Ngadju Conservation CEO Les Schulz on site with a local conservation worker

Ngadju Conservation CEO Les Schulz on site with a local conservation worker

In Norseman, Western Australia, the Ngadju kala Ngadju report on fire knowledge and contemporary fire management was launched today by Ngadju Conservation. The report is the work of the Ngadju community, the CSIRO and the Goldfields Land and Sea Council. It was supported by the State Government Departments of Parks and Wildlife.

According to Ngadju Conservation CEO and Traditional Owner, Les Schulz the implementation of the report will open up opportunities for long held practices in fire management to be renewed. “With significant progress towards native title, Ngadju Conservation are preparing and exploring future conservation land management opportunities.”

The report challenges pervading assumptions about Aboriginal burning practices in Australia. Contrary to the common assumption that Aboriginal burning was widespread and frequent, the report shows that the Ngadju community from south western Australia were highly selective in where they burned their Country.

The report documents the Ngadju people’s understand of local ecosystems and fire regimes and highlights how they would like to contribute to contemporary fire management in the region. Ngadju Country is of particular significance as it covers a large part of the 16 million hectares of the Great Western Woodlands – the largest remaining area of intact Mediterranean climate woodland on Earth. The area is recognised as globally unique in that nowhere else do tall woodlands occur at as little as 250 mm mean annual rainfall, therefore making fire management in the region important and challenging.

The report can be found here: 

Some of the findings of the report were that the extensive old growth woodlands were rarely burned deliberately, because they take hundreds of years to recover. The extensive sand plain shrub lands were occasionally burned with planned fire. Mostly they burnt naturally by wildfires that were allowed to take their course. Rather, Ngadju used fire as a cultural tool for keeping the Country clear around rock holes, for encouraging grasses in open grasslands and mallee, and to smoke out animals when hunting. These fires were often small, around one hectare.

“Ngadju used fire as a cultural tool for looking after rock holes and grassy areas, for protecting important cultural sites and special plants such as water trees, for access and hunting, and for encouraging grasses. The old growth woodlands were rarely burnt deliberately,” said Mr Schulz.

Ngadju used fire to protect important cultural sites and special plants such as water trees, and to maintain access along walking tracks and in coastal shrub lands. Other activities such as firewood collecting around the edges of woodlands and rock holes, and sweeping and scraping up litter around individual trees, were undertaken to help control wildfire. Ultimately, these activities would have led to a fine scale fire mosaic over the top of the natural vegetation mosaic.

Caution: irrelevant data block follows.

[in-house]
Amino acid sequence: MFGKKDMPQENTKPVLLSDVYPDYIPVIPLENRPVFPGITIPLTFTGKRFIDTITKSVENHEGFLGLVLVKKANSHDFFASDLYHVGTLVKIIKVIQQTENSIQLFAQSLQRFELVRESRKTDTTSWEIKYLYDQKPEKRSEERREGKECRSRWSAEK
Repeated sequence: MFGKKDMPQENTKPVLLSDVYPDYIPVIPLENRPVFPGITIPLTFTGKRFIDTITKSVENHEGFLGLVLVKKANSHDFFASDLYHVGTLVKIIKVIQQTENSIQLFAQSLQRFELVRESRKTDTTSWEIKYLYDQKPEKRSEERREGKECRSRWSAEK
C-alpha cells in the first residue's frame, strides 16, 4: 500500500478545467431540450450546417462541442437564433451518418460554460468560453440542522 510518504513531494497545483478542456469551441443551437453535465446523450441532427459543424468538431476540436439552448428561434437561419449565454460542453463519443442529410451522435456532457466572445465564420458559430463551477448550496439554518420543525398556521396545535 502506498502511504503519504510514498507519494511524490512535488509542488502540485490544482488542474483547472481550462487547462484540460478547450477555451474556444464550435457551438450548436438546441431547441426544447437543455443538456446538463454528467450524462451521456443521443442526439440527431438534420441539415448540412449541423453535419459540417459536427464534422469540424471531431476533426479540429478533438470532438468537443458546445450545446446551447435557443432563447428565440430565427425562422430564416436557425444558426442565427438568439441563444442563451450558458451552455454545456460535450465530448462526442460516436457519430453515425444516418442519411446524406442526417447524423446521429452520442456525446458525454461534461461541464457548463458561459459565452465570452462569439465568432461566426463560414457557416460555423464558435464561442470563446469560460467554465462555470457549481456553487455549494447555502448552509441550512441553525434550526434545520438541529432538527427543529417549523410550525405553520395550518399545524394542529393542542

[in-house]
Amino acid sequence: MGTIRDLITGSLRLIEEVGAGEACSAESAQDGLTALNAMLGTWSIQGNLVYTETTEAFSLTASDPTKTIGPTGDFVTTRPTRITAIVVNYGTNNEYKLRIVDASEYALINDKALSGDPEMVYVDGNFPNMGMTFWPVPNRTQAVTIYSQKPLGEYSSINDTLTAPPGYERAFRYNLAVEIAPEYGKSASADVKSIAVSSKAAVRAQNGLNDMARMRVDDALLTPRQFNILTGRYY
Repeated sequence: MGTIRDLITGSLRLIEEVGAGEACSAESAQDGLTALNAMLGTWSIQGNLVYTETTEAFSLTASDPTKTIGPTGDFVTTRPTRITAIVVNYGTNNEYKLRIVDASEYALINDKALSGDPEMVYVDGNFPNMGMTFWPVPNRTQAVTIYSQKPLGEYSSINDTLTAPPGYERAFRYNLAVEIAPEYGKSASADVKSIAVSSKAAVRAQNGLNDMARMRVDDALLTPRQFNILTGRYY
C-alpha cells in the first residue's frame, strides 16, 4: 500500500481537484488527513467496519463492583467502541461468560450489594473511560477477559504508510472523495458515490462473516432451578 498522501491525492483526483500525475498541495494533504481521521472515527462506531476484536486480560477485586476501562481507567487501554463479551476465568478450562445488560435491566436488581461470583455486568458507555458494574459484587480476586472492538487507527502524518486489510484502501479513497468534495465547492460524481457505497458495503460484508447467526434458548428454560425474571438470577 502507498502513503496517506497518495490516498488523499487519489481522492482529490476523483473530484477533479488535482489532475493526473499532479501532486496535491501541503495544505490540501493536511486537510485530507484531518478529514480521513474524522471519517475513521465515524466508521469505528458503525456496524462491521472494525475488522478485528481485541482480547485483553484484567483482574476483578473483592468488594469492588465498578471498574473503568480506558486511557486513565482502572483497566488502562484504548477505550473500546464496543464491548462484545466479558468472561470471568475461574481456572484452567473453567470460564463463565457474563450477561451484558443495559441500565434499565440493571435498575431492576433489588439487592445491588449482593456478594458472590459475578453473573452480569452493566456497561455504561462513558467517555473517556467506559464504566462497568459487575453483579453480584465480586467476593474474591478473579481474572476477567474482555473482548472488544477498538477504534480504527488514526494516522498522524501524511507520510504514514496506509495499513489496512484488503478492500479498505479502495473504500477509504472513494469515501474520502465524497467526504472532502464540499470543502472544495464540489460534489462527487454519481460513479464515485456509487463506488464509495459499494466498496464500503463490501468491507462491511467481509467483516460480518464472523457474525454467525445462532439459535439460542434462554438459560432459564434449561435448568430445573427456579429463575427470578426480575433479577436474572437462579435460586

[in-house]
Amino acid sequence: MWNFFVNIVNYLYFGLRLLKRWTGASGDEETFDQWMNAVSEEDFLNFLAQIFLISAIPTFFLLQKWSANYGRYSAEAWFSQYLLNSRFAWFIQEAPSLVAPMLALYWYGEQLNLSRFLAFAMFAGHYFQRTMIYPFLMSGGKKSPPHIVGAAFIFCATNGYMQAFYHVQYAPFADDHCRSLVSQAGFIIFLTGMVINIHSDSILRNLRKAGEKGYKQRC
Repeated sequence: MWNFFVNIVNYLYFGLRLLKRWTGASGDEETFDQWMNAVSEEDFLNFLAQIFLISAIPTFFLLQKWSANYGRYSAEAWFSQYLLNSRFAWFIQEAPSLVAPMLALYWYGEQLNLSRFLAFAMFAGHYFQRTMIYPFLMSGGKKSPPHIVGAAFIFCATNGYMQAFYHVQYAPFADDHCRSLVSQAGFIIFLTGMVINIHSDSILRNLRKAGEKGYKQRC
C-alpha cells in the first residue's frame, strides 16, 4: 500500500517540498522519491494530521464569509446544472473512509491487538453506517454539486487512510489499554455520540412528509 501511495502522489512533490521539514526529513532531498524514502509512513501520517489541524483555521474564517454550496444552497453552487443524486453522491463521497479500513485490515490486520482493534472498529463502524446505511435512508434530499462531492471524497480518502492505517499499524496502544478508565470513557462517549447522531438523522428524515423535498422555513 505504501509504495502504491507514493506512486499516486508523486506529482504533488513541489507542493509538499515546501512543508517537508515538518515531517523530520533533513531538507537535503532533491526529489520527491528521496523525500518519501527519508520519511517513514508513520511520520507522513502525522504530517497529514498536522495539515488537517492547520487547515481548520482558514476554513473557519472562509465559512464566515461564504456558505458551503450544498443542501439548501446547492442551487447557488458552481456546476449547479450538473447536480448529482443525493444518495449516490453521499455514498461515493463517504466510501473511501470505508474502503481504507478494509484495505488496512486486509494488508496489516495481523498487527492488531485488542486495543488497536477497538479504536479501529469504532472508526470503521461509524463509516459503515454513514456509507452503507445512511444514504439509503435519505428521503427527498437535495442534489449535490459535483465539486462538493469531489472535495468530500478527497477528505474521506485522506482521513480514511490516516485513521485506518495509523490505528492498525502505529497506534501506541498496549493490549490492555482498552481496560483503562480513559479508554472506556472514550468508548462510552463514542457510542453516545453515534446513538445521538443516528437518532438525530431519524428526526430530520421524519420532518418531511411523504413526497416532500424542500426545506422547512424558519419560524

The documented knowledge will enhance Ngadju opportunities to be and work on Country, and inform ecological management of the Great Western Woodlands.

“Today is a milestone for Traditional and contemporary healthy country action planning in Ngadju Country. Our aim is that our children can come out of school and train as fire and biodiversity experts on their own Country,” said Mr Schulz.

“We welcome and thank your partners for many years of contribution towards Ngadju empowerment.”

CSIRO research scientist, Dr Suzanne Prober described the report as an opportunity for improving “knowledge and aspirations around fire management.”

“I feel very privileged to have worked with the Ngadju community.”

“Contrary to common assumptions around Aboriginal burning in Australia, Ngadju people told us they did not regularly burn the majority of their Country. Rather, they used fire to carefully manage specific parts of the landscape,” said Dr Parker.

In 2009, the Federal Court spent a week at sites around Norseman and Balladonia, hearing evidence from the local Ngadju people about their connection to Country in reference to their native title claim. The Ngadju claim extended from Caiguna in the east, west across to Ballodonia, Norseman and north to Widgiemooltha and the Transline, covering over 100,000 square kilometres. The claim for native title was lodged in the Federal Court in 1995 and it took 14 years for the Court to convene to hear the community’s evidence.

 

Additional Link: CSIRO report on Ngadju calendar of seasonal knowledge.